Data analysis: open population model
Encounter history matrices consisting of 1s, denoting captures, and 0s, denoting non-captures, were constructed for each of three categories of data associated with the downloaded elephant ivory postings,
Description: the title description of the posted item, which was assumed to be unique per item due to the low probability of using the same words in the same order.
Item (number): the unique item number associated with each posting, and
Seller: the unique user identification name associated with each posting.
An open population mark-recapture model was fitted to these data. The model used was the POPAN form of the Jolly–Seber (JS) model (Schwarz & Arnason, 1996) which permits the estimation of population size whilst allowing the population to be open. Nineteen models within the JS framework were fitted to the encounter history matrices. The models encompassed constant (.), time-dependent (t) or heterogeneous (h) variants of the parameters listed here,
N: population size,
p: capture probability,
β: probability of arrival in the population,
ϕ: retention (or survival) probability.
Heterogeneity was modelled as a mixture of two binomials such that proportion π of the population has the capture probability of p1 and proportion (1 − π) has the capture probability of p2. Closed population models were considered as constrained versions of the JS model. Models with no new arrivals are denoted by β(=1) and models with no departures are denoted by ϕ(=1). ΔAIC was used as a tool for model selection and applied to rank the models (Burnham & Anderson, 2002). When appropriate, we used AIC weights to produce model-averaged estimates which account for model uncertainty.
In order to investigate the heterogeneity within capture probability further, the open population Cormack–Jolly–Seber (CJS) model (which conditions on the first capture and hence does not allow estimation of population size) was fitted to the Sellers data to assess the significance of an individual covariate—the average number of items associated with each Seller over the study period. This allowed investigation of whether capture probability (p) was significantly related to the number of items an individual has for sale (Table 1). The individual covariate could not be incorporated into the JS model due to the unseen individuals having unknown values of individual covariate (see chapter 7 of McCrea & Morgan, 2014).
retention (or “survival”) probability
probability of capture
- logit (p)
α0+α1 × covariate
individual covariate, i.e., average number of items for sale
number of parameters
Between 528 and 633 postings were recorded from eBay UK, per week, for the eight-week study period. Between 349 and 419 (c. 68%) of these postings were randomised and then assessed each week by two third party enforcement experts, according to how many items could be assessed in approximately 8 h. In total 7% were found to concern elephant ivory, which equated to 42–67 items per week, based on Item Number. Elephant ivory items ranked second after “Other” items (i.e., non-material ivory items), however it should be noted that “Unknown” items (i.e., those that could not be identified) ranked third (Fig. 1).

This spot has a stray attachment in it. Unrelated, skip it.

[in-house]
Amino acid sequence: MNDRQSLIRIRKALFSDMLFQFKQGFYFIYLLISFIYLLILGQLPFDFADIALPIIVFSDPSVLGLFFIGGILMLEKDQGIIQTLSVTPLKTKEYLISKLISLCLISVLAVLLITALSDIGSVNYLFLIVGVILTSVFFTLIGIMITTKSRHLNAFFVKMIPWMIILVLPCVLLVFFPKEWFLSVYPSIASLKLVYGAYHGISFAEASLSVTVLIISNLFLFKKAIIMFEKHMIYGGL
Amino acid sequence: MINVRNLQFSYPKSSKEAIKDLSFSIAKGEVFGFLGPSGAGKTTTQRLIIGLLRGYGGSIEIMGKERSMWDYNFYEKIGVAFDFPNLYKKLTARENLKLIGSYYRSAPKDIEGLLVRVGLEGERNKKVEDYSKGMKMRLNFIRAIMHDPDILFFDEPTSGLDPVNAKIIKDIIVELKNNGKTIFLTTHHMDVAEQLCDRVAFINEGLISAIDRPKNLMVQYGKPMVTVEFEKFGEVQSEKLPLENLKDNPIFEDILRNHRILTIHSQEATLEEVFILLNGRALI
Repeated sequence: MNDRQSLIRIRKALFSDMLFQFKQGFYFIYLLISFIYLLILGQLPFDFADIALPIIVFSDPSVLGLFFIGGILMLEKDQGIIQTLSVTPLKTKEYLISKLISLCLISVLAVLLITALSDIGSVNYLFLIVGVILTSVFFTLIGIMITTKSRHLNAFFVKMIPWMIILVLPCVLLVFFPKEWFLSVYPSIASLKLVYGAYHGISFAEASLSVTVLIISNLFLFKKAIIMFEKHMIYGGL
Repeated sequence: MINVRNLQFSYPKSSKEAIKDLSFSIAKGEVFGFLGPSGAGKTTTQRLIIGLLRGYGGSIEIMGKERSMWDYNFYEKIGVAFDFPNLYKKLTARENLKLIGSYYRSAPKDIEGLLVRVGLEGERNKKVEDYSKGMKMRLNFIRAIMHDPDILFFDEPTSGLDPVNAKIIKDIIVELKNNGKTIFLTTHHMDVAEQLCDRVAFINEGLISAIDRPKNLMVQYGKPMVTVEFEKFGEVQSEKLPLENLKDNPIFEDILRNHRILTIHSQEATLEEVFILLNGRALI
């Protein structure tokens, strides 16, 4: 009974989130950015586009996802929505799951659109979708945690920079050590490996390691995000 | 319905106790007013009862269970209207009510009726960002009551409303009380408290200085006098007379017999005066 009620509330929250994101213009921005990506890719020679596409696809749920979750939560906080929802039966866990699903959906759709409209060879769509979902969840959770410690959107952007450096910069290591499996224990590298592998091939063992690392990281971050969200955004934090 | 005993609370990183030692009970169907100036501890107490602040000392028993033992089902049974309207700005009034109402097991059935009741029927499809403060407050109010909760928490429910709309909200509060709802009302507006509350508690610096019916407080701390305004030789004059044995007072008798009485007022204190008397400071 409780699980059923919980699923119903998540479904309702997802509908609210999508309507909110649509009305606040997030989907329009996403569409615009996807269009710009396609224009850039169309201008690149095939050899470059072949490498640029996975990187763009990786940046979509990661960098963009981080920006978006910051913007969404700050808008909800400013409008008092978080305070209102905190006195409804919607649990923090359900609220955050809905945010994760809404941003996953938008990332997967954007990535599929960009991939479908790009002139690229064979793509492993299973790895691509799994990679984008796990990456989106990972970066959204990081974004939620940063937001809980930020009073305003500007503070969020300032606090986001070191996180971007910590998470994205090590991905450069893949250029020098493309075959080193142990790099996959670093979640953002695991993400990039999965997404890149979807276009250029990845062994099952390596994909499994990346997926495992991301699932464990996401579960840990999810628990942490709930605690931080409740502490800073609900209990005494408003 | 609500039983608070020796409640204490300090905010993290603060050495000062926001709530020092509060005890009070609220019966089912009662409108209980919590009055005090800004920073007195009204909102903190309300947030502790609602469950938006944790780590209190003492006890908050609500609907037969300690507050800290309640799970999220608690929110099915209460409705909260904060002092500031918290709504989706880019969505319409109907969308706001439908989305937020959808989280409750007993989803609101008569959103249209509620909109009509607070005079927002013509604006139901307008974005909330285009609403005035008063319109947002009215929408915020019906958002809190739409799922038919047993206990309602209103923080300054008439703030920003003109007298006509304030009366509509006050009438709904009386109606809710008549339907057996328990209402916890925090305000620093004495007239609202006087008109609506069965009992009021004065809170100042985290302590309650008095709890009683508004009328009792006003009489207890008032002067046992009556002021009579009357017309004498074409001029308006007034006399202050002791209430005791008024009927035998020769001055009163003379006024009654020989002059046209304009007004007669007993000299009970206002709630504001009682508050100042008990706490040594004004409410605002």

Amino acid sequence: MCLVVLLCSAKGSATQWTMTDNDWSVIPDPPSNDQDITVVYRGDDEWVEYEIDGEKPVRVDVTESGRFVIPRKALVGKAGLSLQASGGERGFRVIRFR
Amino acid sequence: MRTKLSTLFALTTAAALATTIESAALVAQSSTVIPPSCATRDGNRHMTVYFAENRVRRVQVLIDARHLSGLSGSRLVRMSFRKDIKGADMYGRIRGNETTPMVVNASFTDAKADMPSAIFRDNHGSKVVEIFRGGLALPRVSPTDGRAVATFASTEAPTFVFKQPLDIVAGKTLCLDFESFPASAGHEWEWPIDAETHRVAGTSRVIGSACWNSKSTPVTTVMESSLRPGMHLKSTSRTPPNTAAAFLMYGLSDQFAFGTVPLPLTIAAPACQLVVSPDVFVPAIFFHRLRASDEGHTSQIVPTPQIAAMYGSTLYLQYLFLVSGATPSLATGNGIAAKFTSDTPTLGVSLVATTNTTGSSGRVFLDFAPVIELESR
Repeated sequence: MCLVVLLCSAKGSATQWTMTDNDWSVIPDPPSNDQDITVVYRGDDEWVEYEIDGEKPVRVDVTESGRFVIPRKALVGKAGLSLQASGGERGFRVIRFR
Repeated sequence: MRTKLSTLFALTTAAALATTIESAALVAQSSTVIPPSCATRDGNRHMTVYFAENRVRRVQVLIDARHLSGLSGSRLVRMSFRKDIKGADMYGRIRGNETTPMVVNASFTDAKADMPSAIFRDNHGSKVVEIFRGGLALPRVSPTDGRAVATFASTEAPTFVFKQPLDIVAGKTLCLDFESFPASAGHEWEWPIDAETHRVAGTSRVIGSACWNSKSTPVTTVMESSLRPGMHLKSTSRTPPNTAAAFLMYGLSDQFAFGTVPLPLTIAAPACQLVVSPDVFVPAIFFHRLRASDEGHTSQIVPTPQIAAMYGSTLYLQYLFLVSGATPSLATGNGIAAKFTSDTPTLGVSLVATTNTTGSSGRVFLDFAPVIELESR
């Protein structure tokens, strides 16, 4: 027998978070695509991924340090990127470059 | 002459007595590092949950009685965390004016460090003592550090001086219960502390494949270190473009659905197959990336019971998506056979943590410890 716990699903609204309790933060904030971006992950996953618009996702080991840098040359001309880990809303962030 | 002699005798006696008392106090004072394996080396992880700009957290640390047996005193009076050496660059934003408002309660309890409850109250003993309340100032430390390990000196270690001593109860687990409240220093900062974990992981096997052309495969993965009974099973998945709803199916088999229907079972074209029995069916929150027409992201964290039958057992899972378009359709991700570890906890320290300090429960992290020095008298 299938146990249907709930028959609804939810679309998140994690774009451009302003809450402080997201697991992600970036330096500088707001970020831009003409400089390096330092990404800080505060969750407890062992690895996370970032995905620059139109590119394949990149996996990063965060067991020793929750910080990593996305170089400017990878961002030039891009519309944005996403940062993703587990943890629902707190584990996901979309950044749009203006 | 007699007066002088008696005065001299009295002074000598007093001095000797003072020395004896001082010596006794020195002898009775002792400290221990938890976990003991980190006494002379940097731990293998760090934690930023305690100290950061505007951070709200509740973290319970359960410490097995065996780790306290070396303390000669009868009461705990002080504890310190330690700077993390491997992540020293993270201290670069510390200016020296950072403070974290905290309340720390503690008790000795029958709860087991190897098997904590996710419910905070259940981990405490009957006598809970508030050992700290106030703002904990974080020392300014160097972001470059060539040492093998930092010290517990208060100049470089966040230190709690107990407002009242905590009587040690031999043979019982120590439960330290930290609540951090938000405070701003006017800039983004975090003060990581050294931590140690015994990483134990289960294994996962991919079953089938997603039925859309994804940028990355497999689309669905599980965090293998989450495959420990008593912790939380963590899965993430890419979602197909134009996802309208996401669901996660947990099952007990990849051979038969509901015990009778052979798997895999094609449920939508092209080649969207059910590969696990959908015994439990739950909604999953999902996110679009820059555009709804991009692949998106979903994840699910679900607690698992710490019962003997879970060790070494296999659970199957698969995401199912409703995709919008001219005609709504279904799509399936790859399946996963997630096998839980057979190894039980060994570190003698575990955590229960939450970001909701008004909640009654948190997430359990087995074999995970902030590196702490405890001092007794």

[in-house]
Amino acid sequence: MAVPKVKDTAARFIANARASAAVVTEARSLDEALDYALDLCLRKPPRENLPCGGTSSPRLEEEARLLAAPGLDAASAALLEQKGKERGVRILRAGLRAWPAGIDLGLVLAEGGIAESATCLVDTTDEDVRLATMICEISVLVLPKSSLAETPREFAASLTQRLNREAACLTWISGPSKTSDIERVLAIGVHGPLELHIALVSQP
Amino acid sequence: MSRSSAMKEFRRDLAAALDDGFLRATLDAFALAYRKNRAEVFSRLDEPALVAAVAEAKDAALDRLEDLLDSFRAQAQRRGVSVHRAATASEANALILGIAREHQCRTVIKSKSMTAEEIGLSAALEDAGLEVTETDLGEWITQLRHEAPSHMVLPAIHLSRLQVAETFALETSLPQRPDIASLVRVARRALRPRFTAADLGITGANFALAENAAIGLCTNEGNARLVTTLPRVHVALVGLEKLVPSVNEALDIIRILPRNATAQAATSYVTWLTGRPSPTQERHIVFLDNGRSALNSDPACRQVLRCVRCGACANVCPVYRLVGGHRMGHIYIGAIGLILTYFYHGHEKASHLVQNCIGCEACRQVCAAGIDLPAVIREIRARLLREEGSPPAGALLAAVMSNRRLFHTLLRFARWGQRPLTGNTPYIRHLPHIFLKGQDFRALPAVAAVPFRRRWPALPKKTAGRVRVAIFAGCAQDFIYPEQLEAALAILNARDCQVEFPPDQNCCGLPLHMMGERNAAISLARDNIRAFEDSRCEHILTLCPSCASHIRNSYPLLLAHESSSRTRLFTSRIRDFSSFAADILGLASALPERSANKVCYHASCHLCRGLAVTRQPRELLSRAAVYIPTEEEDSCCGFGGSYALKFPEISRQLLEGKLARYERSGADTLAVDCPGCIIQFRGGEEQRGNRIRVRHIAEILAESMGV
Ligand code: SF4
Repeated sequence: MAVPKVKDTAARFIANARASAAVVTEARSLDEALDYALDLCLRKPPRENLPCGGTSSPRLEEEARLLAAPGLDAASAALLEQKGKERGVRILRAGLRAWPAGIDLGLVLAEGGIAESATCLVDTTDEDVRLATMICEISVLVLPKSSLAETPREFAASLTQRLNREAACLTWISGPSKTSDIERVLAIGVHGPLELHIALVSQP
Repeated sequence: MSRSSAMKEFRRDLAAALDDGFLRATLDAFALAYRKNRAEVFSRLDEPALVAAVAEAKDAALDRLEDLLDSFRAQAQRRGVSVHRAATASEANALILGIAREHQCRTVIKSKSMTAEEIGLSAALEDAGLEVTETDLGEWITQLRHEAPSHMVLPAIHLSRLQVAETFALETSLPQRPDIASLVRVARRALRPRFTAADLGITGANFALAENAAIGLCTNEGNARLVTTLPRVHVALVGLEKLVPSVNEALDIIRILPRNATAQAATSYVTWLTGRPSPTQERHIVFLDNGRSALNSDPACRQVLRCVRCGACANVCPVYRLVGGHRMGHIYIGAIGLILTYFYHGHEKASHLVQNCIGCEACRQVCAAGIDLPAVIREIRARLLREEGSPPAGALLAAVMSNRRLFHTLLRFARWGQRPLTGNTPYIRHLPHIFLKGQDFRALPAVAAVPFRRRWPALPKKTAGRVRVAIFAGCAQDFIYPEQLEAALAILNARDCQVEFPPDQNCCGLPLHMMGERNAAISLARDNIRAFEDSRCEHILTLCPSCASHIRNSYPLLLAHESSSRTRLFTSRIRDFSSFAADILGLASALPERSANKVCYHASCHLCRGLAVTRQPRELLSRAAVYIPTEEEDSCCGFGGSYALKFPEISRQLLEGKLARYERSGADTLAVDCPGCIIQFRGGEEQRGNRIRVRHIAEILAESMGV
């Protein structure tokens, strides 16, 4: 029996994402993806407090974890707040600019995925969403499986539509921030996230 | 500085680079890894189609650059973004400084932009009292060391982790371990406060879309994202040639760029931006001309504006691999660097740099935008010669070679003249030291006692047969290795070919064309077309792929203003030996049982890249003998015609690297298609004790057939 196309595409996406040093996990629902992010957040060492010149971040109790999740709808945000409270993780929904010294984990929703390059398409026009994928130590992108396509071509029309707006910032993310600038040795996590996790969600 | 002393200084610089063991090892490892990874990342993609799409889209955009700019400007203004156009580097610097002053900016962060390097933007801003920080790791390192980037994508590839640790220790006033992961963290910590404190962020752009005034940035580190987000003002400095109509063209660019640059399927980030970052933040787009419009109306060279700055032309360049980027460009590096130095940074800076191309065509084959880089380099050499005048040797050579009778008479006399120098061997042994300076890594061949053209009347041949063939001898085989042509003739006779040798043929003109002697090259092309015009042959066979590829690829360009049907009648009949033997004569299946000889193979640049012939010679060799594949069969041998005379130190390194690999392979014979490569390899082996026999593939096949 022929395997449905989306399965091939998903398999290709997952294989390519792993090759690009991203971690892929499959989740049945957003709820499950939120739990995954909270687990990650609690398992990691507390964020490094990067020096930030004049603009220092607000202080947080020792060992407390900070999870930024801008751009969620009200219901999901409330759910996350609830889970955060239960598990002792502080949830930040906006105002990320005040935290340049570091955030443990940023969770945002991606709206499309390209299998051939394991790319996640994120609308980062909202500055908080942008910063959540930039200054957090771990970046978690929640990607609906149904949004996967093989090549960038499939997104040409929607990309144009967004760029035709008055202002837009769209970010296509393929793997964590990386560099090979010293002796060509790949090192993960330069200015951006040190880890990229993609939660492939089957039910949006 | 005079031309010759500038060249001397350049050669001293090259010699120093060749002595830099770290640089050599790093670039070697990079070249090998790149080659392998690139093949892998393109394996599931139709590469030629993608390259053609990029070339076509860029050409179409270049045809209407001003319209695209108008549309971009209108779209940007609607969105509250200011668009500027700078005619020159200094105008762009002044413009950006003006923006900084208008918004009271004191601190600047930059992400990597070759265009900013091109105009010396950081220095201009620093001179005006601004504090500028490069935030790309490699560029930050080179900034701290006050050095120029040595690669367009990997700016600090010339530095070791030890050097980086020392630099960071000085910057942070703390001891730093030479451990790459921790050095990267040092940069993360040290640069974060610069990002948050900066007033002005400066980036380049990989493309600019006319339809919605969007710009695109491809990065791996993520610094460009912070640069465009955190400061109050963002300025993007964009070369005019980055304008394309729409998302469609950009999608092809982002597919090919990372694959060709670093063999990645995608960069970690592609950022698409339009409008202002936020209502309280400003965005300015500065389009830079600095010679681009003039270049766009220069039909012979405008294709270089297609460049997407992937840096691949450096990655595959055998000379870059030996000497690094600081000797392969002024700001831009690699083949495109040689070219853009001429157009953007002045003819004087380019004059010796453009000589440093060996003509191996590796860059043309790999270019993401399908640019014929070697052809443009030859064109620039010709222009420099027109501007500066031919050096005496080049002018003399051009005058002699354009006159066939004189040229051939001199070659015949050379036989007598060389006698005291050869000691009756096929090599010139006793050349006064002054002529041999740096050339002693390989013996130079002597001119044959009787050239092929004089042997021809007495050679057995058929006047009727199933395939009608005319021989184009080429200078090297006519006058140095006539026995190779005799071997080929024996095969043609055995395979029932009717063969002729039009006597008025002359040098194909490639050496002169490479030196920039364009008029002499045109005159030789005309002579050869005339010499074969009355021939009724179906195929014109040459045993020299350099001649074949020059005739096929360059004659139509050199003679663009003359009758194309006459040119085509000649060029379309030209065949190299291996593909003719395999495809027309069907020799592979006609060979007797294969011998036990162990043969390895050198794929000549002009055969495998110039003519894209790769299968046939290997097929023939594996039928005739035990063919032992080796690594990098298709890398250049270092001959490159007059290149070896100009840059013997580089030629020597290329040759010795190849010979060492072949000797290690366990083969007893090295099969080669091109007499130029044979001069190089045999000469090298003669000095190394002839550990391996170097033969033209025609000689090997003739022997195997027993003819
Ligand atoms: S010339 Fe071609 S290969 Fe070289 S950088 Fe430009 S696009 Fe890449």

Table 2 presents the top 10 models (as ranked by ΔAIC) for each of the data sets. It is clear that the models incorporating capture heterogeneity, p(h), are strongly supported by the sellers and descriptions data sets (ΔAIC to next best model of 19.42 and 21.67 respectively). There was no evidence of capture probability heterogeneity from the Items data set and the ΔAIC of the top-ranked models are much closer. AIC weights showing the relative plausibility of each of the models are displayed for the item data. These weights were used to produce model-averaged estimates which are displayed in Table 3. There was no support for the closed population models for any of the three data sets.
|N(.), β(.), p(h), ϕ(.)||6||0.00||N(.), β(.), p(.), ϕ(t)||10||0.00||0.59||N(.), β(.), p(h), ϕ(.)||6||0.00|
|N(.), β(.), p(.), ϕ (.)||4||19.42||N(.), β(t), p(.), ϕ(t)||16||1.02||0.35||N(.), β(.), p(.), ϕ(.)||4||21.67|
|N(.), β(t), p(.), ϕ(.)||10||24.45||N(.), β(t), p(t), ϕ(.)||17||5.81||0.03||N(.), β(.), p(.), ϕ(t)||10||26.51|
|N(.), β(.), p(t), ϕ(.)||11||25.69||N(.), β(.), p(t), ϕ(t)||17||7.54||0.01||N(.), β(.), p(t), ϕ(.)||11||28.56|
|N(.), β(.), p(.), ϕ(t)||10||29.30||N(.), β(.), p(.), ϕ(.)||4||8.91||0.01||N(.), β(t), p(.), ϕ(.)||10||29.17|
|N(.), β(t), p(t), ϕ(.)||17||33.98||N(.), β(t), p(t), ϕ(t)||23||9.66||0.00||N(.), β(t), p(.), ϕ(t)||16||35.83|
|N(.), β(t), p(.), ϕ(t)||16||34.67||N(.), β(t), p(.), ϕ(.)||10||10.62||0.00||N(.), β(.), p(t), ϕ(t)||17||37.38|
|N(.), β(.), p(t), ϕ(t)||17||35.74||N(.), β(.), p(h), ϕ(.)||6||12.91||0.00||N(.), β(t), p(t), ϕ(.)||17||38.05|
|N(.), β(t), p(t), ϕ(t)||23||44.66||N(.), β(.), p(t), ϕ(.)||11||15.12||0.00||N(.), β(t), p(t), ϕ(t)||23||47.95|
|N(.), β(=1), p(t), ϕ(.)||10||60.50||N(.), β(t), p(t), ϕ(=1)||16||177.70||0.00||N(.), β(.), p(t), ϕ(=1)||10||82.75|
probability of arrival in the population
retention (or “survival”) probability
number of parameters
measure of each model relative to model of best fit by AIC